The Missouri Supreme Court will decide if a transmission line to carry wind power through northern Missouri will move forward.
The Grain Belt Express project has been rejected by the state Public Service Commission (PSC) twice. The Commission denied a request filed in July 2015 by Clean Line Energy for a certificate of convenience and necessity which would give the company eminent domain to construct, operate and maintain a high voltage transmission line.
The PSC said Clean Line had failed to prove a need for the project, that it was economically feasible or that it promoted the public interest.
Clean Line than regrouped and came back to the PSC after acquiring 39 cities who signed on to be wind power customers in the form of a group known as the Missouri Joint Municipal Electric Utility Commission. Columbia, Rolla, and Hannibal are among the cities in the group. Clean Line says it also addressed landowner complaints by forging landowner protections never before seen in efforts to get infrastructure only projects approved.
In 2017, the PSC once again rejected Clean Line’s request for a certificate to build the transmission line. Four of the five PSC commissioners said that they found the proposal met the criteria to grant the request but asserted that they were handcuffed by a recent court decision which indicated county approval was needed in order run cable over roads.
What had happened is the Missouri Western District Court of Appeals in Kansas City had disallowed another transmission line to move forward in 2016 after determining the PSC didn’t have authority to issue a certificate until county commissioners in each affected county had granted approval.
That case involved Ameren Transmission Company of Illinois, which sought to build a 345-volt electric transmission line from Palmyra, Missouri though five state counties to the Iowa border in what’s known as the Mark Twain Project.
But a more recent court filing in response to the Western District’s decision led to a far different conclusion. In a case brought by Clean Line against the PSC, the Eastern District Court of Appeals in St. Louis held that there’s no reference to local authority in the portion of the law it deems relevant to the construction of transmission lines.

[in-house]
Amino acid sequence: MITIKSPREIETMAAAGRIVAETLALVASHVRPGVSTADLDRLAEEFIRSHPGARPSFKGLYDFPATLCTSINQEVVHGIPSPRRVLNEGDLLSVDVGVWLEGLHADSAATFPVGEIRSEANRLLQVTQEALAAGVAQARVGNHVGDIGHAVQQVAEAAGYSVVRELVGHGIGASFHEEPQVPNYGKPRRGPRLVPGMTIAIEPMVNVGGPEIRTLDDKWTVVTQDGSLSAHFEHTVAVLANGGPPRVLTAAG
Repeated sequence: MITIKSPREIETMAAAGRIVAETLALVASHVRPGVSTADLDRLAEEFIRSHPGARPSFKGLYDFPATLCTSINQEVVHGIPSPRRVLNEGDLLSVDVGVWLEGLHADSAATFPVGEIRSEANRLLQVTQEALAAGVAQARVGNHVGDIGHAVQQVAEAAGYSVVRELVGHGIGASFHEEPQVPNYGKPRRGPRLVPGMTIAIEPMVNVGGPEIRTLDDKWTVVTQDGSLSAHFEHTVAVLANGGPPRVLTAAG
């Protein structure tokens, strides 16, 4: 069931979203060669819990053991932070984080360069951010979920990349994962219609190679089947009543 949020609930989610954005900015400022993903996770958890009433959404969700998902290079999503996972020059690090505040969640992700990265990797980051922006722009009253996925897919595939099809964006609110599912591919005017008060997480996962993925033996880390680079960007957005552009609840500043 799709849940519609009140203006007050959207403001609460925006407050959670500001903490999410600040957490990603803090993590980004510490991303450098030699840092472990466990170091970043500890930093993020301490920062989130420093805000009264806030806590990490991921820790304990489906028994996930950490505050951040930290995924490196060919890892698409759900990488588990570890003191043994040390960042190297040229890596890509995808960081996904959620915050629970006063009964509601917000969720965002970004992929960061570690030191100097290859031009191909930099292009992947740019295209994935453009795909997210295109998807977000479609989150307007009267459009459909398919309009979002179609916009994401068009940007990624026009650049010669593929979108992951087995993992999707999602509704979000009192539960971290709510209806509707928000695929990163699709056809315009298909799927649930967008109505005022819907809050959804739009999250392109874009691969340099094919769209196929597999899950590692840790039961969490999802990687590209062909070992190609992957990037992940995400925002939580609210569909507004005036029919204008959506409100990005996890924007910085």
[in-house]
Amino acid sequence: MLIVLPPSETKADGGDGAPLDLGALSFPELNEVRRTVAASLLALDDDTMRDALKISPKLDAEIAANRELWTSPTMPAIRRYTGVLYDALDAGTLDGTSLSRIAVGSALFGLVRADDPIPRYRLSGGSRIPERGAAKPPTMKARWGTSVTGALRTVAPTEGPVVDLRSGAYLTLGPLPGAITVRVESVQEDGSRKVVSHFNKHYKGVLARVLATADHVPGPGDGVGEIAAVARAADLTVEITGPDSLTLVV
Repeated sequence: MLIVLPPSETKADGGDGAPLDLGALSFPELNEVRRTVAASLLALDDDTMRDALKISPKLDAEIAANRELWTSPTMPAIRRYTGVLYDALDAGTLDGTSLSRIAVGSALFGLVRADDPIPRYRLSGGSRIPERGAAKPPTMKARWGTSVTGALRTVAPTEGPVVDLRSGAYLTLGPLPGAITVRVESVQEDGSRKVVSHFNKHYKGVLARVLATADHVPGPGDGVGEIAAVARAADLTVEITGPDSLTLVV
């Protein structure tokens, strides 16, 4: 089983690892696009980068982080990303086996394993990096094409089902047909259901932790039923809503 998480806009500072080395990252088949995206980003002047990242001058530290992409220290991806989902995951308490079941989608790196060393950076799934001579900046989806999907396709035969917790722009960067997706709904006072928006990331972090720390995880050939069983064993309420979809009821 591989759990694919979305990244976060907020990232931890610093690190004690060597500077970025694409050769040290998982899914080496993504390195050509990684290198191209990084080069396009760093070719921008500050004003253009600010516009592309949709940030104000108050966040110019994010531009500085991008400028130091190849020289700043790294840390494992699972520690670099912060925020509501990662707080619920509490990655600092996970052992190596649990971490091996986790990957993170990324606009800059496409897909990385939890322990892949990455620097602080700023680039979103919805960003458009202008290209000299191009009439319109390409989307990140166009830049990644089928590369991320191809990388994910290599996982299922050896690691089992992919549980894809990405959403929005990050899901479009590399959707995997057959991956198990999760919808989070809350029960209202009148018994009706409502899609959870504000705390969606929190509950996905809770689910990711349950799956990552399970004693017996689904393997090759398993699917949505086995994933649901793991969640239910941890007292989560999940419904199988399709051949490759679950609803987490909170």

Two portions of the law are at the center of the divergent appeals court decisions.
The first part governs the construction of infrastructure, which doesn’t contain language pertaining to municipalities or counties. While the Eastern District court embraced this section of the statute, the Western District’s interpretation relied on language referring to local authorities that is found in the second part of the law to conclude that county approval is necessary.
Because of the discrepancy between the two court decisions, the Eastern District Appeals Court petitioned to have the case transferred to the State Supreme Court earlier this year, which was accepted by the high bench.
For its part, the PSC would like for the high court to dismiss all the motions made by all other parties in the case and for it to decide between the conflicting appeals court decisions.
In its brief written Attorney Jennifer Heinz, who also argued before the high court, the Commission said, “The Court does not need to reach the remaining arguments presented by any of the parties in any of the other arguments to dispose of the case”.
Before the judges in Jefferson City Tuesday, Heinz indicated that the PSC favors the decision made by the Eastern District. “The Eastern District did what I, as the attorney, asked the Western District to do in ATXI (the Ameren Transmission Company case), but the Western district did not,” said Heinz.